Based on the Herald story today some initial comments, preliminary legal advice even. The Herald story is here:
Prof George Williams is on ABC just after 8.30 in a brief Q&A this morning and we think we can add to that also.
1. There is some precedent of a SA ALP MP Ralph Clarke who sued over preselection rorting back in 2005
Labor Seats for Sale, http://sunday.ninemsn.com.au/sunday/cover_stories/transcript_369.asp
He won but was booted out of the ALP eventually, and lost preselection regardless. (He later also initiated defamation proceedings against that state's ALP AG but that's another chapter in 2005: The World Today - Former Labor MP tells of SA Govt corruption.)
The significance of the case was that the general law applies to party rules because they use public funds to sustain themselves, hence the law of judicial review and administrative law applies e.g. natural justice to be heard, relevant and irrelevant factors, bias, improper purpose (and see no.4 below) etc etc
2. As George notes even if he wins he may still have the reconsidered decision against him anyway in a replay of the decision making process. So this is all about saving face.
3. Two matters I haven't considered - will taxpayers pay the legal costs? And would expulsion be contempt of court? George stated it would depend on timing and efficacy of that expulsion decision.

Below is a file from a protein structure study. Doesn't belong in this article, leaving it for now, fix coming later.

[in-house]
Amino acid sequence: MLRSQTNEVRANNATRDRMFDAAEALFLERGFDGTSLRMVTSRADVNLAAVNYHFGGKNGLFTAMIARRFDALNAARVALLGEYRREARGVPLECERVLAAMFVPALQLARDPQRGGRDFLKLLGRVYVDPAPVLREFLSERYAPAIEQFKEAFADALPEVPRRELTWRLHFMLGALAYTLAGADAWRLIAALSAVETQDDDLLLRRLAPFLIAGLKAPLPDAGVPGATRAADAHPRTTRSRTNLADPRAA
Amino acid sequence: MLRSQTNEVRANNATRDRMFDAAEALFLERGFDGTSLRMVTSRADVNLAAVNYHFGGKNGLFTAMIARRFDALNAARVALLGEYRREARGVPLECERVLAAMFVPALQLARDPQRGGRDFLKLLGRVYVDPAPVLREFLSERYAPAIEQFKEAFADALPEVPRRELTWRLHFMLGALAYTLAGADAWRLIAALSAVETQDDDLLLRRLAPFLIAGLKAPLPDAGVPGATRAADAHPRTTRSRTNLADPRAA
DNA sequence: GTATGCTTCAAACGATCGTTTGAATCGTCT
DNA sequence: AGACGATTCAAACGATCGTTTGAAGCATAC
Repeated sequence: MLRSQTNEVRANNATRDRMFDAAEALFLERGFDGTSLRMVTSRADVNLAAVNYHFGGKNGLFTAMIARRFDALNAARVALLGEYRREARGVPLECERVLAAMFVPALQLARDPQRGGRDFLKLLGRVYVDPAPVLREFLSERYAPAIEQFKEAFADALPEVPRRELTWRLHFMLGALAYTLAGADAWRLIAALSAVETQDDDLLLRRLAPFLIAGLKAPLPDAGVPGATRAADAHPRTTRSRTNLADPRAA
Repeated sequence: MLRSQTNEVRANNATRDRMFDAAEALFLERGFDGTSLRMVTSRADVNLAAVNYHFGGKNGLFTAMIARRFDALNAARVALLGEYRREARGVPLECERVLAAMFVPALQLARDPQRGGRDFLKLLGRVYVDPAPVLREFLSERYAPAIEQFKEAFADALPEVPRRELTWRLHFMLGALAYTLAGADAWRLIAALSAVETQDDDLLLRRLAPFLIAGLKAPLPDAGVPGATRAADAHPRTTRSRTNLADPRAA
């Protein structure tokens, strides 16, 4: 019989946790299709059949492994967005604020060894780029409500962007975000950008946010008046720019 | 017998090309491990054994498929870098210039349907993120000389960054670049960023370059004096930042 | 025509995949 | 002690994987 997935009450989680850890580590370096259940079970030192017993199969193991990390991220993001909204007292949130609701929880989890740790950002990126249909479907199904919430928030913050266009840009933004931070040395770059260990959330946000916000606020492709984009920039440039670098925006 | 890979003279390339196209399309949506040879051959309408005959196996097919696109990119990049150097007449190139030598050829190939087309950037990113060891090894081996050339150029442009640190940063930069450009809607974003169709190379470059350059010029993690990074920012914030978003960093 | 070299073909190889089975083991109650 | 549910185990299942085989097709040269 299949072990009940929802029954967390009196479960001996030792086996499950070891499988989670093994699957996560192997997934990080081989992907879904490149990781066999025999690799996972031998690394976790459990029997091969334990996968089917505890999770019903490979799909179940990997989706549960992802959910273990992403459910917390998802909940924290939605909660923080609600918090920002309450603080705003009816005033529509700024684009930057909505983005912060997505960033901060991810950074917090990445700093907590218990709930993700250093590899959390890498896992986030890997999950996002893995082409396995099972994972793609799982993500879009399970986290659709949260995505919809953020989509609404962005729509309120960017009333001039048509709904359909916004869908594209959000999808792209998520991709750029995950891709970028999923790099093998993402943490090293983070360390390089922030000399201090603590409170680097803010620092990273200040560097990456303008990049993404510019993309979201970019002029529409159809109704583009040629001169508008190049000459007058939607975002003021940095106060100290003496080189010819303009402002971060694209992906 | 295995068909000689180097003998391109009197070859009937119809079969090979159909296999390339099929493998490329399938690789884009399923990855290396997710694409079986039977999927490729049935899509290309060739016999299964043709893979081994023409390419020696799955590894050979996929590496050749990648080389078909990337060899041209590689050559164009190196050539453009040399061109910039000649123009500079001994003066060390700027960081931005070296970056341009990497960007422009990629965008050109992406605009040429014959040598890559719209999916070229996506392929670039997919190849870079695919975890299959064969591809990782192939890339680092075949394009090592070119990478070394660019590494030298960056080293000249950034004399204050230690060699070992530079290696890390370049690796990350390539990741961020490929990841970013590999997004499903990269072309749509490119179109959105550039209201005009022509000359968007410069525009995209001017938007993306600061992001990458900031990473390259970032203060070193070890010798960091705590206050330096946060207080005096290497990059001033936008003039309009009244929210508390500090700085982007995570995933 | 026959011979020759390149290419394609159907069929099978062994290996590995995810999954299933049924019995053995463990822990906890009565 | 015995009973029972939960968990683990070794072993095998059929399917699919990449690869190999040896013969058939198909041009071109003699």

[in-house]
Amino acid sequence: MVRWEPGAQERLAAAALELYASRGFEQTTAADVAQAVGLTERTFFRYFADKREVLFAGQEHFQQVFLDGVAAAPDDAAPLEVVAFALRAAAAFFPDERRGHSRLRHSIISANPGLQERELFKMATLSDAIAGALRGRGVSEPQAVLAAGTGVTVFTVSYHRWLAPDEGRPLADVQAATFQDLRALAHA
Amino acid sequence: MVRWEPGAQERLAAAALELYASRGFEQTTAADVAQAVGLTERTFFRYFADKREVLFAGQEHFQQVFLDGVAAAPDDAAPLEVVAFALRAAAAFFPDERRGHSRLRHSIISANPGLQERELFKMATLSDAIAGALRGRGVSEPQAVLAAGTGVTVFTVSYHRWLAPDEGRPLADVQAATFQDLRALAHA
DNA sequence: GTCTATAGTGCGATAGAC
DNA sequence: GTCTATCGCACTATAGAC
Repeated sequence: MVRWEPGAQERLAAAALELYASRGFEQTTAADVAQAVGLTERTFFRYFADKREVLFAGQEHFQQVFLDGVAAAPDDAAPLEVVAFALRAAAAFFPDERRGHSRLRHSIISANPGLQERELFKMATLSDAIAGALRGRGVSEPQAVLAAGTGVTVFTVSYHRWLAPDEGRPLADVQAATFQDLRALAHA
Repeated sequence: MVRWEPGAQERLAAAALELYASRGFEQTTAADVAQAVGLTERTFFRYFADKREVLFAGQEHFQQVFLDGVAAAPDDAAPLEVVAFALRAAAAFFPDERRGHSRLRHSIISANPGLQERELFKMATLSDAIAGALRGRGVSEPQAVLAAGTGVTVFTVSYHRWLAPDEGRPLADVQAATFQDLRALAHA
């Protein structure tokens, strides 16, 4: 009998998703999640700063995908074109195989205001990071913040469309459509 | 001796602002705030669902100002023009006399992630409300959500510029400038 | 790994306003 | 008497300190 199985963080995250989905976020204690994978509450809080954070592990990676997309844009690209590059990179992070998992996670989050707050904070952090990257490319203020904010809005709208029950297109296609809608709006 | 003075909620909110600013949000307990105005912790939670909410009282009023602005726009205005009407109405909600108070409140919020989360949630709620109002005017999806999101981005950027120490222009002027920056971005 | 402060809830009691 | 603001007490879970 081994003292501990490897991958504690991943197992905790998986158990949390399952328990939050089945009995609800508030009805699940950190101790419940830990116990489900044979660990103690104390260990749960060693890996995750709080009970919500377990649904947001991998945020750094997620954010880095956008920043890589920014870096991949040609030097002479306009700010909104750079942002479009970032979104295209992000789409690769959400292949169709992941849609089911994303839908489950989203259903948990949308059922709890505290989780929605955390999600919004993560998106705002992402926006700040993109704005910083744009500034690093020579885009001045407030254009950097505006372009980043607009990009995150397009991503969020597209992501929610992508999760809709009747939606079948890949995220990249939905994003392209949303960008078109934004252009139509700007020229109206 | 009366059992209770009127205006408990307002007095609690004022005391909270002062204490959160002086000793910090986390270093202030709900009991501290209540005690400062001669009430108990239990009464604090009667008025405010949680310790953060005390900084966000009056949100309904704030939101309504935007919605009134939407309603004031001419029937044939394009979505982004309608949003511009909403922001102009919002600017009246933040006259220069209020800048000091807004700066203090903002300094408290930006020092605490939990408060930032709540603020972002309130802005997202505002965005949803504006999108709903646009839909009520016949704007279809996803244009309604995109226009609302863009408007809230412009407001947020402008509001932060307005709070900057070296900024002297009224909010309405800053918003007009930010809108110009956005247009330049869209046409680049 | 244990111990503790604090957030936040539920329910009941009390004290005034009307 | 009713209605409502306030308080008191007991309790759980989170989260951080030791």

4. But one thing we add building on point 1 above in the Clarke case, the ALP disciplinary rules shouldn't be allowed (and question is this good law) to use their membership contract (incorporating party rules for explusion eg rule not sue another ALP member in the SMH story) to contract out of the general administrative law. It is a general principle of contract law you can't have terms of a contract that break the general law, invalid for illegality. It's a fairly small step from there to say terms of a contract (eg ALP membership) have to be read down so they don't promote breach of the general law: In this case threat of expulsion for seeking the benefit of administrative law. That surely would be an improper purpose again under administrative law picking up George's point at 3 above about efficacy of an explusion.
In conclusion fact is the ALP like all parties are publicly funded and to allow explusion for seeking to enforce administrative law of the land that applies to the ALP and all parties, would be to victimise a theoretical whistleblower. As happened with Ralph Clarke in SA and was a travesty of justice.
Having said all that - we think Tony Stewart after 13 years as a backbencher has run his race and should withdraw and save the taxpayers the legal fees, even if he were to win (which he well may).